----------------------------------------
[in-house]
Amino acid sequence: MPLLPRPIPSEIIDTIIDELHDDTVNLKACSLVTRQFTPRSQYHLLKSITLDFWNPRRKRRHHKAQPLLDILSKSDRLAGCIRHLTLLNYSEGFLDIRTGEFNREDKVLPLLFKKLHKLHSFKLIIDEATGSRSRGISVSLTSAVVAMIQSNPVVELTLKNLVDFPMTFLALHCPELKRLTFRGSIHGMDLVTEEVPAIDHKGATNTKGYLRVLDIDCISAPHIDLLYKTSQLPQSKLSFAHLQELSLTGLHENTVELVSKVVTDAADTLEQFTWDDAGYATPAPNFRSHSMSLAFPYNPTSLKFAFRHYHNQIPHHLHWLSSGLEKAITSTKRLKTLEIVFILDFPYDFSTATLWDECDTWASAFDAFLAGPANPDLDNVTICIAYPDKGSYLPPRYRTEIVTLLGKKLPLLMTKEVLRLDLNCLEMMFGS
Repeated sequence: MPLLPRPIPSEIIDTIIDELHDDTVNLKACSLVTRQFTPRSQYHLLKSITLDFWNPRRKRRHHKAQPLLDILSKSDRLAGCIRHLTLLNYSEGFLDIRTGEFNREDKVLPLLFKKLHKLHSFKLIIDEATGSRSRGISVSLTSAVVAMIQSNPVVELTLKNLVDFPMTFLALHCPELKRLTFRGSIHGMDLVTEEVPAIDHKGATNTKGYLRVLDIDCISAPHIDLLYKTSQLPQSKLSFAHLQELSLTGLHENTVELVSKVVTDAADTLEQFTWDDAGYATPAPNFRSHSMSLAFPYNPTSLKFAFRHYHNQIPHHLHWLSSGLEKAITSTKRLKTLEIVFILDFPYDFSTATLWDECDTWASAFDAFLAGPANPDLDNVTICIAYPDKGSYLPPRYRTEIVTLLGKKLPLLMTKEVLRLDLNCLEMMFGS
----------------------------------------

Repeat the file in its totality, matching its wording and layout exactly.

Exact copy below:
[in-house]
Amino acid sequence: MPLLPRPIPSEIIDTIIDELHDDTVNLKACSLVTRQFTPRSQYHLLKSITLDFWNPRRKRRHHKAQPLLDILSKSDRLAGCIRHLTLLNYSEGFLDIRTGEFNREDKVLPLLFKKLHKLHSFKLIIDEATGSRSRGISVSLTSAVVAMIQSNPVVELTLKNLVDFPMTFLALHCPELKRLTFRGSIHGMDLVTEEVPAIDHKGATNTKGYLRVLDIDCISAPHIDLLYKTSQLPQSKLSFAHLQELSLTGLHENTVELVSKVVTDAADTLEQFTWDDAGYATPAPNFRSHSMSLAFPYNPTSLKFAFRHYHNQIPHHLHWLSSGLEKAITSTKRLKTLEIVFILDFPYDFSTATLWDECDTWASAFDAFLAGPANPDLDNVTICIAYPDKGSYLPPRYRTEIVTLLGKKLPLLMTKEVLRLDLNCLEMMFGS
Repeated sequence: MPLLPRPIPSEIIDTIIDELHDDTVNLKACSLVTRQFTPRSQYHLLKSITLDFWNPRRKRRHHKAQPLLDILSKSDRLAGCIRHLTLLNYSEGFLDIRTGEFNREDKVLPLLFKKLHKLHSFKLIIDEATGSRSRGISVSLTSAVVAMIQSNPVVELTLKNLVDFPMTFLALHCPELKRLTFRGSIHGMDLVTEEVPAIDHKGATNTKGYLRVLDIDCISAPHIDLLYKTSQLPQSKLSFAHLQELSLTGLHENTVELVSKVVTDAADTLEQFTWDDAGYATPAPNFRSHSMSLAFPYNPTSLKFAFRHYHNQIPHHLHWLSSGLEKAITSTKRLKTLEIVFILDFPYDFSTATLWDECDTWASAFDAFLAGPANPDLDNVTICIAYPDKGSYLPPRYRTEIVTLLGKKLPLLMTKEVLRLDLNCLEMMFGS